This is my new favorite coffee. I love it in the way that makes me ache for morning so I can justify another cup. It is dark and rich. It smells divine. No after taste, no heavy acidity. I also appreciate that it doesn't have any overreaching flavors or sweetness, it's simply coffee. Added bonus is that Equal Exchange coffees are fair trade from small farmers. They do cooperative work with their growers and I have so much respect for them. This will be the first item I do an Amazon subscription service for. Yeah, it's that good.
The taste and quality of the coffee bean depends largely on the environment in which it grows. Coffee plants require ample rainfall in the early months as fruit blooms, and less so afterwards after the fruit begins to ripen. For this reason, rainforests prove to be the ideal location for coffee production. As the fruit of the coffee plant is hand-picked, the seeds need to be dismantled from the fruit. The first method of doing so is called wet processing. The seeds are fermented in water for two or three days to get rid off the excess flesh or pulp which may be sticking to the seed. The second method is dry processing, the fruit is picked from seeds and laid out in sun for two to three weeks, turned regularly. The latter is the cheaper and lower quality method of processing beans.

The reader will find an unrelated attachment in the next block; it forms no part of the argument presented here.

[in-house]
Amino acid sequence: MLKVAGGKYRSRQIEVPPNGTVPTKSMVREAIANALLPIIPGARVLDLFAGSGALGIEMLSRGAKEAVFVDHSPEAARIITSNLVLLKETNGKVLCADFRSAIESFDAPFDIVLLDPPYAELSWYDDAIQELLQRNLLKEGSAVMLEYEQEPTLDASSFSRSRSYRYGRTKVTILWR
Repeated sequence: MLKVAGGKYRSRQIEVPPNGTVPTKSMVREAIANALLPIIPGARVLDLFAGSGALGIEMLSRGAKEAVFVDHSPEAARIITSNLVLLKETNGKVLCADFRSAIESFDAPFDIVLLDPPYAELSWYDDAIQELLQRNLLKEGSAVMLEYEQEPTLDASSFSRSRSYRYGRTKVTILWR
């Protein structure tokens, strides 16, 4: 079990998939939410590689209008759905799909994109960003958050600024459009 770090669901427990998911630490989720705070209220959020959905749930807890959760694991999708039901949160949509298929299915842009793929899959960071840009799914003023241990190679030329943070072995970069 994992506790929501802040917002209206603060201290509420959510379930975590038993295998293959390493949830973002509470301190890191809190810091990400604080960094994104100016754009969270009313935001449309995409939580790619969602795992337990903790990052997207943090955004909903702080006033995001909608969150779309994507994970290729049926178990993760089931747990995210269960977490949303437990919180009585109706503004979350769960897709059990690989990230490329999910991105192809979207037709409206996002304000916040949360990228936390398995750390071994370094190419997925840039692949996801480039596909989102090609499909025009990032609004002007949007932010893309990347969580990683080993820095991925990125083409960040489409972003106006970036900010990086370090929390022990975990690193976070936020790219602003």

This organic breakfast blend coffee is quite good, but it has a slight bitterness. I am having difficulty finding my usual brand, so decided to give Equal Exchange a try. I am not unhappy with this product, but the bitterness which happens at the trailing end of a sip, is noticeable. Having said this, I will not hesitate (when the need arises) to order it again.